Italy: GSE adjusts PV subsidy register again17. August 2011 | Top News, Markets & Trends, Applications & Installations | By: Sandra Enkhardt/Alan Faulcon
The Italian network authority, GSE, has published an updated list of the photovoltaic systems that will receive subsidies this year. Currently more than 2,700 projects are on the waiting list.
According to information provided by the project planning company New Energy Projects, 819 photovoltaic systems are currently on List A. A total of 93 were completed by the end of June, but have yet to be commissioned. The remaining solar parks are supposed to be under construction, or at least have been approved.
There are 77 new photovoltaic projects on List A compared with the last update at the end of July. Approval of the last project on List A stems from April 29, 2010, confirmed Andreas Lutz of New Energy Projects.
These involve many old approvals from the south of Italy where doubts exist as to whether these photovoltaic systems will be built at all. Project planners with more recent approvals would thus only have the possibility of building at their own risk, in order to outpace the projects in the next round of approvals.
At the same time, however, such projects would actually have to be finished by the end of the year at the latest. Financing, though, is often the problem - only financially strong investors are normally able to get such photovoltaic systems connected to the grid without loans.
On the other hand, time is running out for the respective project planners, Lutz goes on to point out. At the end of March 2012, a transitional regulation ends that could undermine many project rights.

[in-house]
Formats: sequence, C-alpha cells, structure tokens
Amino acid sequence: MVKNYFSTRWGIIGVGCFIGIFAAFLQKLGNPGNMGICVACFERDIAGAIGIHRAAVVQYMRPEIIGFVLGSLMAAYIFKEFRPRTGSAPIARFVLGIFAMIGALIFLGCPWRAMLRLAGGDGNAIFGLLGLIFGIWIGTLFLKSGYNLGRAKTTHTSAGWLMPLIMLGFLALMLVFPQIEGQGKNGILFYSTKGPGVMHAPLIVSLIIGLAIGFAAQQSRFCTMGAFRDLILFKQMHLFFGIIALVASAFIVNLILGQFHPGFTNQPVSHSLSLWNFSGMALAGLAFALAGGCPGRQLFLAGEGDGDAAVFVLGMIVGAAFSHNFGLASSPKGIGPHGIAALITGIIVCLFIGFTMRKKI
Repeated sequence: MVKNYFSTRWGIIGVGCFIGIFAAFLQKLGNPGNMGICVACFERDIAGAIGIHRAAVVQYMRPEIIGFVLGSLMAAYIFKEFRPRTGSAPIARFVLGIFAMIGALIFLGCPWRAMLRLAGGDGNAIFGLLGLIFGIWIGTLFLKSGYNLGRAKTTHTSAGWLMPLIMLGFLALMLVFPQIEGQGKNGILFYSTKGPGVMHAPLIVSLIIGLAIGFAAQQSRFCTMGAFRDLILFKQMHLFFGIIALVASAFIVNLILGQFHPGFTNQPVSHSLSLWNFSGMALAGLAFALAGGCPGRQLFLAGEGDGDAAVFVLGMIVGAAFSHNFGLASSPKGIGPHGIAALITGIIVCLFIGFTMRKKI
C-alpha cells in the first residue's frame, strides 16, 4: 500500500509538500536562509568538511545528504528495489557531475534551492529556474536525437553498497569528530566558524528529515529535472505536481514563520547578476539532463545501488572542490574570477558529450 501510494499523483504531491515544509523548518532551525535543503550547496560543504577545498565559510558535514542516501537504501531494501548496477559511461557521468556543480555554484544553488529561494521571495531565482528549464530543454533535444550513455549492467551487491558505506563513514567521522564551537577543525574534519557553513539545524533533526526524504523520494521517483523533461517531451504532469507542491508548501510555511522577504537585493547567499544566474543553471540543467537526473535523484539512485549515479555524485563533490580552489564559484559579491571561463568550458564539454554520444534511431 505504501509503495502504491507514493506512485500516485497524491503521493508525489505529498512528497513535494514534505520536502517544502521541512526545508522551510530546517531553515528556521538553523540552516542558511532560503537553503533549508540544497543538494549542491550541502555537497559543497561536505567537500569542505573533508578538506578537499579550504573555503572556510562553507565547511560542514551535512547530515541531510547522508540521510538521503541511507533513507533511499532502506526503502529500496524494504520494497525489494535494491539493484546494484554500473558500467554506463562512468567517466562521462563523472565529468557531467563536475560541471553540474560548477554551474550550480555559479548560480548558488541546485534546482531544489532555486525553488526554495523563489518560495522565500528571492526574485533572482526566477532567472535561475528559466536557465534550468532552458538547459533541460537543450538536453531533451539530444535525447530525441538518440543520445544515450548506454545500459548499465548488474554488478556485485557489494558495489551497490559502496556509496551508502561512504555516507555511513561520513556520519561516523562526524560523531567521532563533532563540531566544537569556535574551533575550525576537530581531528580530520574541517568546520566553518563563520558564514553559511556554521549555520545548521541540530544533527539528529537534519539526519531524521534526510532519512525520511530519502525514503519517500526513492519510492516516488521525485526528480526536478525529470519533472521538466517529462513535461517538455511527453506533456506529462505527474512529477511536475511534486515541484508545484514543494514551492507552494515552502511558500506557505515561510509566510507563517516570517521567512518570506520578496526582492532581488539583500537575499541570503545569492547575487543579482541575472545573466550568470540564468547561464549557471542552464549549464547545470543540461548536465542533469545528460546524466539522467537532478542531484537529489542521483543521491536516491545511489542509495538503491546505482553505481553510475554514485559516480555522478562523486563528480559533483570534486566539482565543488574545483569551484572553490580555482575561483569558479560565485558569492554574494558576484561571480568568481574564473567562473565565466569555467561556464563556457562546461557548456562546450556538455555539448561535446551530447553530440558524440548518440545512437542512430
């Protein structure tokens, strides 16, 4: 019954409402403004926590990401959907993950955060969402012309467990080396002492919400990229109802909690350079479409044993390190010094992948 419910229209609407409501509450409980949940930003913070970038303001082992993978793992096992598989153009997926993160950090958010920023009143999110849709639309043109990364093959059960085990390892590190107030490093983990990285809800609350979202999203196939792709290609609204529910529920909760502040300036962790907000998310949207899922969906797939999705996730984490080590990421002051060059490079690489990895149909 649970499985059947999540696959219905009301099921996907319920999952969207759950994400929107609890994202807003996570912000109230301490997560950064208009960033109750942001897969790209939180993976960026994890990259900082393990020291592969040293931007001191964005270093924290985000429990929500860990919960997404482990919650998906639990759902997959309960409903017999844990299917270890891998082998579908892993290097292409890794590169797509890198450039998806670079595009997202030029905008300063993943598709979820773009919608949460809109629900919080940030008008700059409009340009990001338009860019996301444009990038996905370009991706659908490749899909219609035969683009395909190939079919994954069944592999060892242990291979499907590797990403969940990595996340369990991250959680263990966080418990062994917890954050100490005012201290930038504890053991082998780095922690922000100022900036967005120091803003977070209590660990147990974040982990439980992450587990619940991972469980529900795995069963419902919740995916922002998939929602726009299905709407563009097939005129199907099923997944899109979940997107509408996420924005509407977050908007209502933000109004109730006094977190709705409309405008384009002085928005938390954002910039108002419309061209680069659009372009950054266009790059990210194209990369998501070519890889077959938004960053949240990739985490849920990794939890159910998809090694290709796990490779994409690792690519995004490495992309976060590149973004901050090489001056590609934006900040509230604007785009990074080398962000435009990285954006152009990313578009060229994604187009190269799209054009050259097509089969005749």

In the course of providing solar subsidies, the Italian government stipulated that outdoor photovoltaic systems may only occupy a narrowly limited area in the future.
On List B, a total of 340 photovoltaic systems were commissioned by August 11, 2011. They received an automatic feed-in tariff. Compared with the list from July 29, 171 further photovoltaic systems went into operation.
What is interesting in this regard is that the share of systems from central and northern Italy is substantially higher than on List A. This supports the assumption that many of the projects on List A "only exist on paper" and would never be realized, adds Lutz.
There are 2,703 photovoltaic projects on the waiting list, the so-called List C; 981 of them with approvals that stem from 2010.
On List D, there are another 870 photovoltaic systems registered with incomplete documents; thus they are unable to assert a claim for solar subsidies.
The new invitation to tender for the first half of the year 2012 will begin in November.
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